Mechanical Timers Information

Dashpot timerMechanical timers are used to actuate devices at the end of a specified time period. They do not require electrical power and can be stored for long periods of time.

Types

There are several types of mechanical timers.

Clock timers open and close a circuit based on the position of internal or external clockwork.

Spring-driven timers use a spring and trip lever to generate mechanical action.

Dashpot timers pass compressed air or hydraulic fluid into or out of a contained space through an opening with a fixed or variable diameter.

Typically, smaller openings are used for longer time delays. Some mechanical timers provide a standard, analog clock display. Others include rotating number wheels. 

Specifications

Selecting mechanical timers requires an analysis of specifications and features. The minimum time is the shortest interval for which mechanical timers can be configured. By contrast, the maximum time is the longest, configurable time interval. Typically, timing ranges are measured in seconds or hours. Devices with analog clocks display time intervals accordingly.

Features

In terms of features, some mechanical timers include a combined counter/timer mechanism. Others provide an audible alarm or a dial indicator instead of rotating digits. Devices with double shafts are commonly available. Typically, these mechanical timers have a dual shaft on one side for dual inputs, or left and right shaft extensions for left and right inputs. Special shaft lengths, diameters, and “flat” configurations are available.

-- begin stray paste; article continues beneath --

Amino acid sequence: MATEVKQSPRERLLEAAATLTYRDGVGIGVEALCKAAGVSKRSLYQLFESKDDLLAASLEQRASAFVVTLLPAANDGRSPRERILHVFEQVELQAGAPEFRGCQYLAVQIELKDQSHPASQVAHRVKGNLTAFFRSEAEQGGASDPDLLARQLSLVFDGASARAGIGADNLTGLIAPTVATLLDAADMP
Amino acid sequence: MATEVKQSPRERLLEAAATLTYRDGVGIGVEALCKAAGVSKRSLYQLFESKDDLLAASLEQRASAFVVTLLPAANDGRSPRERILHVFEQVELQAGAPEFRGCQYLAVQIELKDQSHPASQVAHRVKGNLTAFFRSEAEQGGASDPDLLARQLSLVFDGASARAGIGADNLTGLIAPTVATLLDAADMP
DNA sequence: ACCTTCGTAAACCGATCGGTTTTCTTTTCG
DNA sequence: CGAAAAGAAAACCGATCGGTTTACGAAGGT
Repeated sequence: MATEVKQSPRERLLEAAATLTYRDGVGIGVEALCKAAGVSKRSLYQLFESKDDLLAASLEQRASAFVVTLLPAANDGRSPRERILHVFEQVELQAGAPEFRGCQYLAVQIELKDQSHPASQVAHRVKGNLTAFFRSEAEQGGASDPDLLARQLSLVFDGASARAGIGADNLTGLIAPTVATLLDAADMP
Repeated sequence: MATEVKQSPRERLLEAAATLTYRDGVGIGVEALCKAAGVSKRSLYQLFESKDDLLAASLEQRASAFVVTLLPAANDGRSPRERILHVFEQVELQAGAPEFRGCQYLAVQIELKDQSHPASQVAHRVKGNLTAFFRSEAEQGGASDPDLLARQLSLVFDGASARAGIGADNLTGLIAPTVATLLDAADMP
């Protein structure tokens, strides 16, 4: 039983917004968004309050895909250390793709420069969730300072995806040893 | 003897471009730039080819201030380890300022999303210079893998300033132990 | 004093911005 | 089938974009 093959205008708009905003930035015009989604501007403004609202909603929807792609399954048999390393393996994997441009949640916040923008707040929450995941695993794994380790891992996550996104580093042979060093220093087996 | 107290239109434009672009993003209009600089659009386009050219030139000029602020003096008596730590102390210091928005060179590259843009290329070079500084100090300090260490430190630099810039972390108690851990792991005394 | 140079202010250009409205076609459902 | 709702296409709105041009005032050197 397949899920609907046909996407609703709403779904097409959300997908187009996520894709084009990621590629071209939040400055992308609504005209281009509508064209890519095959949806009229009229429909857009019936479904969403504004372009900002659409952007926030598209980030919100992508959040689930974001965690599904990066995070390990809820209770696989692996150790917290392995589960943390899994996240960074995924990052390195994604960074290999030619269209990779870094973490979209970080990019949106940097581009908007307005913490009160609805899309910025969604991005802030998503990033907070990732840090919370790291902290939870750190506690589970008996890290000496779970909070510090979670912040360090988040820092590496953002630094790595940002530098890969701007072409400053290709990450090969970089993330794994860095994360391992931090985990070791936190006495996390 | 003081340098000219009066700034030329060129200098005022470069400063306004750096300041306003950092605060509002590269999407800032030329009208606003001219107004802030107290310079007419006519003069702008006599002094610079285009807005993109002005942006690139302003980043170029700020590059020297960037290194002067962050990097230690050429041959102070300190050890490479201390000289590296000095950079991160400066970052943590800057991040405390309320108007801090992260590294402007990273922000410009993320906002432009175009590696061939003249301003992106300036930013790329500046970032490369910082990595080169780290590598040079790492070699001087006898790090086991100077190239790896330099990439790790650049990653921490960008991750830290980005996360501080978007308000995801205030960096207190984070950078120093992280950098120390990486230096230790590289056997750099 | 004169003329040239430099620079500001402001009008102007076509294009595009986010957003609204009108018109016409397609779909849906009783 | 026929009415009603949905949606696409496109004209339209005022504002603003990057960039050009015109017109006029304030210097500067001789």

Mechanical timers differ in terms of materials and mounting methods. Some devices are compact, rugged, or corrosion-resistant. Others provide varying degrees of resistance to environmental factors such as operating temperature, vibration, and shock. In terms of mounting methods, some mechanical timers are flush-mounted, hand held, or portable. Others mount on panels, racks, or DIN rails. DIN is an acronym for Deutsches Institut für Normung (DIN), a German national organization for standardization.  

Applications

Most mechanical timers are used in sequential, automatic control applications where checking the completion of one operation causes the start of another process. Common applications include:

  • automatic milling machines
  • periodic lubrication
  • animated shop-window displays
  • staged start-up of pumps
  • automatic presses
  • industrial washing machines

Mechanical timers are also used in motors, blowers, lighting, and control valves as well as in banking, retail, irrigation, and general industrial applications.

Related Information

Electronics360—Mouser Electronics Launches New Timing Technology Site 

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Festo Corporation